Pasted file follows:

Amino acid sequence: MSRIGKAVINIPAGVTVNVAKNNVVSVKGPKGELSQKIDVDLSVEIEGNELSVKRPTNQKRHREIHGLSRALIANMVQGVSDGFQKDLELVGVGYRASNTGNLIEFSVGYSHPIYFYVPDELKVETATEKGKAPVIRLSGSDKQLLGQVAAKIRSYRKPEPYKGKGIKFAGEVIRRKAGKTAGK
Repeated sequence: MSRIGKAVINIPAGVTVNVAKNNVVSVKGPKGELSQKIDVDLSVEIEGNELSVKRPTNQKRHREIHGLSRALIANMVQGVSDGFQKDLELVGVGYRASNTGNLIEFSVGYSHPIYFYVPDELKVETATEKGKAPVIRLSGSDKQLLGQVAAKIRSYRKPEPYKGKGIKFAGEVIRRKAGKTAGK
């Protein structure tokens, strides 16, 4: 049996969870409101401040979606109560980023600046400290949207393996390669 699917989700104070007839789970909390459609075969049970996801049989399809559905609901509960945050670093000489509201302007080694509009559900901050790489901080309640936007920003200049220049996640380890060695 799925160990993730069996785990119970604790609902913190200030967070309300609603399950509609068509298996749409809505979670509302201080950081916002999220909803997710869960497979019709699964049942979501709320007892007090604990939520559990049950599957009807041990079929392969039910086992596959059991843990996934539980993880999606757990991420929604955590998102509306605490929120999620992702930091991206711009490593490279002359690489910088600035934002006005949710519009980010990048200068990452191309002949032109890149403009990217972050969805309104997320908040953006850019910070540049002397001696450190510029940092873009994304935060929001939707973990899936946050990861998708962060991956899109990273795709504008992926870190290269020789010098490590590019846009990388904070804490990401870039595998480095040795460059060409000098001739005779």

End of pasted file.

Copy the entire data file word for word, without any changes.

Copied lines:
Amino acid sequence: MSRIGKAVINIPAGVTVNVAKNNVVSVKGPKGELSQKIDVDLSVEIEGNELSVKRPTNQKRHREIHGLSRALIANMVQGVSDGFQKDLELVGVGYRASNTGNLIEFSVGYSHPIYFYVPDELKVETATEKGKAPVIRLSGSDKQLLGQVAAKIRSYRKPEPYKGKGIKFAGEVIRRKAGKTAGK
Repeated sequence: MSRIGKAVINIPAGVTVNVAKNNVVSVKGPKGELSQKIDVDLSVEIEGNELSVKRPTNQKRHREIHGLSRALIANMVQGVSDGFQKDLELVGVGYRASNTGNLIEFSVGYSHPIYFYVPDELKVETATEKGKAPVIRLSGSDKQLLGQVAAKIRSYRKPEPYKGKGIKFAGEVIRRKAGKTAGK
């Protein structure tokens, strides 16, 4: 049996969870409101401040979606109560980023600046400290949207393996390669 699917989700104070007839789970909390459609075969049970996801049989399809559905609901509960945050670093000489509201302007080694509009559900901050790489901080309640936007920003200049220049996640380890060695 799925160990993730069996785990119970604790609902913190200030967070309300609603399950509609068509298996749409809505979670509302201080950081916002999220909803997710869960497979019709699964049942979501709320007892007090604990939520559990049950599957009807041990079929392969039910086992596959059991843990996934539980993880999606757990991420929604955590998102509306605490929120999620992702930091991206711009490593490279002359690489910088600035934002006005949710519009980010990048200068990452191309002949032109890149403009990217972050969805309104997320908040953006850019910070540049002397001696450190510029940092873009994304935060929001939707973990899936946050990861998708962060991956899109990273795709504008992926870190290269020789010098490590590019846009990388904070804490990401870039595998480095040795460059060409000098001739005779």